HONG KONG.- Tai Kwun Contemporary
announces the new exhibition My Body Holds Its Shape, with newly commissioned works from five artists: Tap Chan, Thea Djordjadze, Jason Dodge, Eisa Jocson and Pratchaya Phinthong. The exhibition looks at how existing limits and constraints can emerge as artistic materials and clues for associations, with processes that embrace poetics and improvisations. Curated by Xue Tan, the exhibition is on view from 25 May through September 2020.
Set in the historic F Hall a former printing facility and womens prison the exhibition takes the metaphorical shape of a body as it becomes live from the first hour with Eisa Jocsons work-in-progress performance Zoo. Sculptures, photographs and narratives cohabit the space with songs, moving bodies and an escape route. The exhibition is carefully conceived as an experience akin to a walk through lines of limits, divisions and connections unveiling ways to tie our worlds together.
Xue Tan, curator of the exhibition, says, This exhibition experiments with concepts of sculpture; the artworks are ways of exploring our multifaceted facts and ecologies, spanning lived-through stories and realised imaginations. At this very unusual time, we are struck by this sudden shift in our lives, and the global experience of self-isolation and loneliness. I hope this exhibition on limitation and distance would bring some reflection on sustainability, our connection to nature, and empathy for those who are distant and confined.
Tobias Berger, Head of Art at Tai Kwun, says, From the beginning, we at Tai Kwun Contemporary have produced conceptually oriented exhibitions with some of the most formidable contemporary artists of today. This exhibition, curated by Xue Tan, also takes as its starting point the site and history of Tai Kwun, using the notion of confinement and limits to reflect on the relation between the former space of imprisonment and the contemporary white cube as a catalyst for imagination. Producing 9 new works especially for this exhibition, this is another example of how the very best of contemporary art can intelligently and inventively reflect on the rich history of Victoria Prison.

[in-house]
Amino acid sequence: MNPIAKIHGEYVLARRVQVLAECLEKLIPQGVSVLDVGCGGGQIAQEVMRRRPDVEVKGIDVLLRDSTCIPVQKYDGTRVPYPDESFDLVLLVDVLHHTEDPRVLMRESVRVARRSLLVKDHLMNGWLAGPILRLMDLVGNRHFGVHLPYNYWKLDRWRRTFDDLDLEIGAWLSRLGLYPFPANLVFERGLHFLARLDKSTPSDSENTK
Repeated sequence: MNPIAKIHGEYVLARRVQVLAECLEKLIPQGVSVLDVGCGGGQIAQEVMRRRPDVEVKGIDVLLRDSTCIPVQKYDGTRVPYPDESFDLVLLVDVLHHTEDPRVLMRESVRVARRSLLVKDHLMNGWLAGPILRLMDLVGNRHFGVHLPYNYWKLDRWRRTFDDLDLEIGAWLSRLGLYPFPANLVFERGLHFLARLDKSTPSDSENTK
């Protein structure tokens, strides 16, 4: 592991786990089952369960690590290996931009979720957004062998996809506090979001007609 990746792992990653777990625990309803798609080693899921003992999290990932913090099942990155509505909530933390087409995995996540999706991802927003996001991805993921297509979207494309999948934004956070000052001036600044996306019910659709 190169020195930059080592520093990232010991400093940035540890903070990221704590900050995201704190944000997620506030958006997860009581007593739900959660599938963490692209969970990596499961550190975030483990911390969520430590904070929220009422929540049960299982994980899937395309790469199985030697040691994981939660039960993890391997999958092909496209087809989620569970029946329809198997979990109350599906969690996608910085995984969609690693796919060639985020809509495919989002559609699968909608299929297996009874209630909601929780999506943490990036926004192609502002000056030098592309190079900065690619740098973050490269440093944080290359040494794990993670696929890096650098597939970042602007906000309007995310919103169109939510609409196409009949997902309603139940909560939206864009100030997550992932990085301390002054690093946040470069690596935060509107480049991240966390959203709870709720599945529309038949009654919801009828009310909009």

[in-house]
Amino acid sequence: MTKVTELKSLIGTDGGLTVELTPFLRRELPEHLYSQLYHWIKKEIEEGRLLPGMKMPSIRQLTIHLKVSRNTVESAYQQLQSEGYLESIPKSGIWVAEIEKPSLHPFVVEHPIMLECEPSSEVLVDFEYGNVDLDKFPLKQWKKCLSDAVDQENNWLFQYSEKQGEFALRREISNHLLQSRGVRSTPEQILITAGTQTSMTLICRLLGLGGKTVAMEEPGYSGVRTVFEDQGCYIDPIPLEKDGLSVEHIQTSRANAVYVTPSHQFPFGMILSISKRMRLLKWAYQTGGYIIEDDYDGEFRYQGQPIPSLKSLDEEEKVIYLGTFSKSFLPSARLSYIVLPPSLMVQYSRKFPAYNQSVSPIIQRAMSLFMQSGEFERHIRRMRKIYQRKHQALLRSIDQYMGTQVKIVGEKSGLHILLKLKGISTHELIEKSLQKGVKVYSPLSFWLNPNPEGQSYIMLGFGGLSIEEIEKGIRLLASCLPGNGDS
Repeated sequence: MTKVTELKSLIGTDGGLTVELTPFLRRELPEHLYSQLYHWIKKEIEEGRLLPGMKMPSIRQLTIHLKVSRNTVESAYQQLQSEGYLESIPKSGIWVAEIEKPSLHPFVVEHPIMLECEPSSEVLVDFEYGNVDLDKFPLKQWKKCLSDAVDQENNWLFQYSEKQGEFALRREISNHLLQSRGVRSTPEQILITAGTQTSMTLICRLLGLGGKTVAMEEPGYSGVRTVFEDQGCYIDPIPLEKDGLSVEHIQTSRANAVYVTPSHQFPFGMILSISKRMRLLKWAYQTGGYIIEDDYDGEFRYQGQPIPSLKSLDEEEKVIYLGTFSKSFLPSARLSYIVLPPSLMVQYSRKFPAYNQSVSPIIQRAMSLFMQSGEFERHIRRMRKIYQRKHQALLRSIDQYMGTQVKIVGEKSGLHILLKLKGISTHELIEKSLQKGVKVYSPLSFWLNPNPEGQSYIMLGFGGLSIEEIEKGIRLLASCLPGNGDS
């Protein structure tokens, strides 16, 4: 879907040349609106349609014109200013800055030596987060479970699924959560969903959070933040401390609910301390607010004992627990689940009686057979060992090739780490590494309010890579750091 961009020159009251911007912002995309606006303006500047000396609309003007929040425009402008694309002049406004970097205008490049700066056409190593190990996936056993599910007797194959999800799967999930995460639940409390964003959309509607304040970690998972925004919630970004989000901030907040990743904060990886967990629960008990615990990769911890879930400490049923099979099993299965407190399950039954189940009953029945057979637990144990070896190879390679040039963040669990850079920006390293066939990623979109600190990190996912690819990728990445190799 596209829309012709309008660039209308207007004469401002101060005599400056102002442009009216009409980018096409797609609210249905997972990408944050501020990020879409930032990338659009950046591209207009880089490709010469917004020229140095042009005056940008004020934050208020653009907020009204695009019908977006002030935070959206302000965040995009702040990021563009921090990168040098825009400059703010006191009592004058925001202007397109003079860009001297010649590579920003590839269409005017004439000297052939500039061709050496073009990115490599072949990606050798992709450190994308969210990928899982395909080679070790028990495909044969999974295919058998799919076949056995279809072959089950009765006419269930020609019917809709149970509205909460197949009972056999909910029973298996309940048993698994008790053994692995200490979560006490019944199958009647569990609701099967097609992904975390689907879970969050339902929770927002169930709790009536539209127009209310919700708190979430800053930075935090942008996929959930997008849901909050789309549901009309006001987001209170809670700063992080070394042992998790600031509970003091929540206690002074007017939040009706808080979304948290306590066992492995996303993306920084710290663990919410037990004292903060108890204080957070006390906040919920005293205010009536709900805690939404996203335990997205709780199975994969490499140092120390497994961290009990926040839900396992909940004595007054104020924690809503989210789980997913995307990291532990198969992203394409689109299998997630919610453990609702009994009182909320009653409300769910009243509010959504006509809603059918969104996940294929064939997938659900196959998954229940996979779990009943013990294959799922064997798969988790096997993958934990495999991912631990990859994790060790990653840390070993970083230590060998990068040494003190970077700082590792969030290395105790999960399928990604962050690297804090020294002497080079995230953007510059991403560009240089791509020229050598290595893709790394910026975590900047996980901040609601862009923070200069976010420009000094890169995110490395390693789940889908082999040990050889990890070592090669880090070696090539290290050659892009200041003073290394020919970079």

Artists on show include:
Hong Kong artist Tap Chan (陳沁�), whose work explores the idea of liminality embedded in daily life, where the boundaries between fiction and reality are often blurred. Chan creates a site-specific kinetic installation that presents the duality of dreams and reality.
Berlin-based Georgian artist Thea Djordjadze, known for her sculptures and installations developed in situ as responses to the space or context of an institution. Theas new works .pullherawaypull., and Needle modify the white cube of the exhibition space and opens it up to a new view.
Berlin-based American conceptual artist Jason Dodge, whose works embrace narratives with twists. His works in the exhibition Above the weather measures the distance from Earth to the weather through weavers palms, and When darkness falls
literally disables a family villa in a forest in Hong Kong from being visible at night.
Eisa Jocson, a choreographer, dancer and visual artist from the Philippines, whose body of work investigates the labour conditions of migrant workers. The new work Zoo is a durational and work-in-progress performance, exploring the emotional influx that comes with the displacement of the living, and furthermore on the quarantine life today.
Thai artist Pratchaya Phinthong, whose works often rise from the confrontation between different social, economic and geographical systems an alchemist, as some describe. Phinthong brings new sculptures, transformed from war-time bombshell materials in polluted farmlands in Laos, to enter in dialogue with some of his past works.